If you are fortunate enough to have a long relationship with photography you may find you have certain recurring obsessions that you can neither explain or fully control. At least I do and half-frame cameras are one of those obsessions for me.
I first was exposed to this obsession in 1987. I was interested in making use of grain in my images (another obsession) or actually making the grain texture a significant element. Among other things I was working with a photo etching process and experimenting with finding a grain pattern coarse enough to auto-screen, to make it’s own halftone dot, but I digress. A friend said “you should shoot with a half-frame, bigger grain” and pointed me to the work of Ray Metzker and his great photobook Sand Creatures. In his forward Metzger writes “...many experiences became a unity although each image is a fragment, a scene glimpsed en route and quickly sketched with a half-frame camera that passes for a tourist’s toy.”
Inspired, and although I didn’t know anything about these cameras but what little I had heard about Olympus Pens, I went looking. I found out that the F, FT and FV models are SLRs. I couldn’t see how that could be by looking at a photo of one but it got me curious. This being 1987 I couldn’t go online so I turned to the camera classifieds called Shutterbug. I found a listing for an Olympus FT with a 38mm 1.8 lens and I bought it.
When the camera arrived I was impressed by it’s weight and build quality, this was no toy. These cameras have a unique shutter and because they are oriented in a vertical or portrait mode the mirror and focusing screen are turned sideways, so there is no pentaprism hump on the top of the camera. If you are considering buying one don’t be tempted by the low price on a camera listed with a shutter issue unless you have a repair person lined up with experience with these models. It is a very different shutter and some techs won’t touch them, even worse some may be willing to try for the first time on yours. A repair will be likely be expensive in any case.
Once I started shooting I found the grain I was looking for, but I quickly realized that there was much more to interest me with the Pen. Shooting 35mm film in a half-frame format brings it closer to it’s cinema roots, both physically with the frame size and orientation and stylistically. Viewing my first contact sheets I could sense a flow from frame to frame and across the page that seemed cinematic. There was movement and energy and although these were still frames and not the flickering illusion of continuous motion that is a movie it seemed easy to make connections. When I showed my contact sheets around many people remarked that they “looked like little movies.” The vertical format of each frame seems to allow connections from one to the next. These connections could be literal as in the case of a panorama (Eben Otsby on Flickr dubbed these “penoramas”). The connections could be more symbolic or ironic, suggesting relationships between people and things. I found there could be a feeling of the passage of time and of movement through space. I started to explore all of these, printing images in twos and threes or more, going on up to a full roll. I did a mock up of an Absolut Vodka ad which sadly I no longer have that was a single color contact sheet of a roll of film.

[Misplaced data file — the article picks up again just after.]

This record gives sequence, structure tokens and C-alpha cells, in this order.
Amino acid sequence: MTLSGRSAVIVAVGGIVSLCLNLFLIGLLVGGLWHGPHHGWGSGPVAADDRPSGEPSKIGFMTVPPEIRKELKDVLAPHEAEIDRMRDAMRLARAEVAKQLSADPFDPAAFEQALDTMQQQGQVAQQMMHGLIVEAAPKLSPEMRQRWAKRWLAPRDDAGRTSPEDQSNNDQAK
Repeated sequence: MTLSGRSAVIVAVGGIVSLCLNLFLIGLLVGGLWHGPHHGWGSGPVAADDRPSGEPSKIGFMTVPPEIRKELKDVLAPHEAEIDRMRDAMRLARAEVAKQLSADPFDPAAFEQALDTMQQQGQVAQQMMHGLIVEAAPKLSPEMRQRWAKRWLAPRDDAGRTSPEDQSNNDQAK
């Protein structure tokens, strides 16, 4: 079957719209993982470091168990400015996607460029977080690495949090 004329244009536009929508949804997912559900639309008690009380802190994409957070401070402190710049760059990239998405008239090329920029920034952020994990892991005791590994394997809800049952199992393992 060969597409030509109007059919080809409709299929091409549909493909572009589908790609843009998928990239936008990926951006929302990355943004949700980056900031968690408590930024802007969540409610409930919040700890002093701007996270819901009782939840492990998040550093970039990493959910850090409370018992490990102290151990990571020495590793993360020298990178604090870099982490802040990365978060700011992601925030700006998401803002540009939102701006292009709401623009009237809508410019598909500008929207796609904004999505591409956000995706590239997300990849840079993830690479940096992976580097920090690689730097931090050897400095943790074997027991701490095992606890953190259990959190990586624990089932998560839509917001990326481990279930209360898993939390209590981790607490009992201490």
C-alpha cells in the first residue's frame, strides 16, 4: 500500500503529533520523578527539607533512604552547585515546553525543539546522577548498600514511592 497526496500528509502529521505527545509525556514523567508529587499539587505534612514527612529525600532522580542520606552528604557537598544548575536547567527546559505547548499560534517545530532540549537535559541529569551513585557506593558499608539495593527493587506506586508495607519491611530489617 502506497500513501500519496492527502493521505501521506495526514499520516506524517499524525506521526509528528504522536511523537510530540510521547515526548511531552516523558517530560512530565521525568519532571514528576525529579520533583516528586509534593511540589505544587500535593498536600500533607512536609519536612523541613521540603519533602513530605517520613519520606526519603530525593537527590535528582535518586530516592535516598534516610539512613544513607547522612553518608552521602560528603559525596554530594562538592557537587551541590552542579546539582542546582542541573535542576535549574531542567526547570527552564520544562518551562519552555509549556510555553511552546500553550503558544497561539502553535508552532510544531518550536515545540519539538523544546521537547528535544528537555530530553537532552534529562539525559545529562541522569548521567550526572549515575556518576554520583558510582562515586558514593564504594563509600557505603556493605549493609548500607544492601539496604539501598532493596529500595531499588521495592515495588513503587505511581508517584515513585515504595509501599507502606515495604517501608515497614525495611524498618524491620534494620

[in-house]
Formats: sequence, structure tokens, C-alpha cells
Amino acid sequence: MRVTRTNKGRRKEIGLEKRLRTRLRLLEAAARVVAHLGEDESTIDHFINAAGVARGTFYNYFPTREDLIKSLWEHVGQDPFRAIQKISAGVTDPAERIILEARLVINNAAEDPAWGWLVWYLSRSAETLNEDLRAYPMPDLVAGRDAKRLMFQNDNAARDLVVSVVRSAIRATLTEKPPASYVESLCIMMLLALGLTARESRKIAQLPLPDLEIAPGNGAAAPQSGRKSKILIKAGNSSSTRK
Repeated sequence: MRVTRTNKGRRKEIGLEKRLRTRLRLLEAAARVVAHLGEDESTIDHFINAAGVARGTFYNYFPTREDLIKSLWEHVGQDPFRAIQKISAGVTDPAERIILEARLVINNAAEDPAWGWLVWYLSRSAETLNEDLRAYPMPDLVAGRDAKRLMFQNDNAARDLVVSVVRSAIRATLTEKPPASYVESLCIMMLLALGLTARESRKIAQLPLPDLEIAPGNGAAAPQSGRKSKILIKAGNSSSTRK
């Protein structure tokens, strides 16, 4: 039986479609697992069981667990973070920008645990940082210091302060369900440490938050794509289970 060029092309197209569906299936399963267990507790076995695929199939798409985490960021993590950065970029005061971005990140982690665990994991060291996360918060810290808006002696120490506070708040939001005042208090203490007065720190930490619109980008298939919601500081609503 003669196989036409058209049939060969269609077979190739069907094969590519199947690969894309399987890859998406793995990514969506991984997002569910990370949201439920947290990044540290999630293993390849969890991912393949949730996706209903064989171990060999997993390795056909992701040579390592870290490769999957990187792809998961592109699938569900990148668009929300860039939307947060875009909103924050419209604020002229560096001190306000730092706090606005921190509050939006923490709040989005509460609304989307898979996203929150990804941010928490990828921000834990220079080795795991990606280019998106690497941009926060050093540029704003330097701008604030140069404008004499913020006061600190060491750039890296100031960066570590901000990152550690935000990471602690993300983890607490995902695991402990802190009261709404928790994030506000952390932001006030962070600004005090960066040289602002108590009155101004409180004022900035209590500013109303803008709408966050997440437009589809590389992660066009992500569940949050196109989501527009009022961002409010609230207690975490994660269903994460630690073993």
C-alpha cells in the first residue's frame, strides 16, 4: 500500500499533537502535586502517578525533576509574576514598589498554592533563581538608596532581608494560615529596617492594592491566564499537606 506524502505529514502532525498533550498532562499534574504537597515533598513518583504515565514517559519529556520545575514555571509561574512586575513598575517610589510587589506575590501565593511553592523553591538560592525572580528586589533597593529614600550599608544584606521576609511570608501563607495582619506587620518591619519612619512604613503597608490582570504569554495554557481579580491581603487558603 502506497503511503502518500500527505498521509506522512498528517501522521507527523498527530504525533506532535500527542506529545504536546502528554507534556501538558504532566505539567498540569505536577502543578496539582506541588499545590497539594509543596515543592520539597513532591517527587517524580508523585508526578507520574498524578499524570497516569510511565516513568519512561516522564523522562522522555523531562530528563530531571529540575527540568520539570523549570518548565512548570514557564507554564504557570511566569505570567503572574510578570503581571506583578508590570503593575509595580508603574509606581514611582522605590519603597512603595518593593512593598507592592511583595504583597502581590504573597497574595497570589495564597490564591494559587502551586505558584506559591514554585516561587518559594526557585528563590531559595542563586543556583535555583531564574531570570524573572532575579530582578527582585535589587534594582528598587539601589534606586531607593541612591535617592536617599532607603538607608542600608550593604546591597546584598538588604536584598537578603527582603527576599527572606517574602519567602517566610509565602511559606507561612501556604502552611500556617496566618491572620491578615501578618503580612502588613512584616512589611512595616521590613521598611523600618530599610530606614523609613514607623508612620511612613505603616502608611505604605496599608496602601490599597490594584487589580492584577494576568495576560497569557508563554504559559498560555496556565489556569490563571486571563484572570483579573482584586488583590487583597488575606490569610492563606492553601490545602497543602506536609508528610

The Pen FT quickly became my go everywhere camera and I’m happy to say it survived the experience. It was a prime tool for me through my drunken career in grad school, going to bars (another obsession) with me where I shot countless rolls of Recording film of friends and strangers. I continued to use it regularly, shooting it on some assignments for indy arts magazines in the 90s. Always I was using multiple frames. I own plenty of cameras that can shoot single frames but only a half frame can give me the challenge of finding just the right sequence in camera and putting it one strip of film.
I’ve added other half frame cameras over the years and each have unique qualities. I’ve had several Pen EE and EES cameras with their automatic eyes. If I want to shoot on the street (although I never consider myself a street shooter) I like the simplicity and quickness of zone focusing and auto exposure. Like Ray Metzger sometimes it’s an advantage to have a camera that people don’t take seriously. I have a Pen S, which I really like. It’s very close to the original Pen. Scale focus, fully manual exposure, the back comes off like many cameras of that era and it has the quietest shutter of all the Pens in my experience. The smaller Pens also offer a narrower frame spacing compared to the FT, which can be great when shooting multiples.
I have also acquired some non Olympus half frames. The Russian made Agat 18k, a little plastic camera that shoots in landscape mode. Fun if you are willing to live with the risk that your film might be ripped to shreds at any point. Also the Russian Chaika 3, roughly made but workable. It features a lens that can be unscrewed to allow it to be used on an enlarger, so the story goes. I also have an American made Mercury II. This Buck Rogers looking camera has a rotating shutter that makes a great noise and spins the shutter speed dial when it fires. It also has what must be the most convoluted exposure guide ever affixed to a camera. I defy anyone to follow its recommendations and still manage to take a picture before their subject died of old age.
For a good user camera, for me it has to be Olympus. I bow in gratitude to Yoshihisa Maitani, the brilliant Olympus camera designer. It is a testament to his genius that these cameras continue to aid and inform the work of photographers like myself so many years after they were first offered.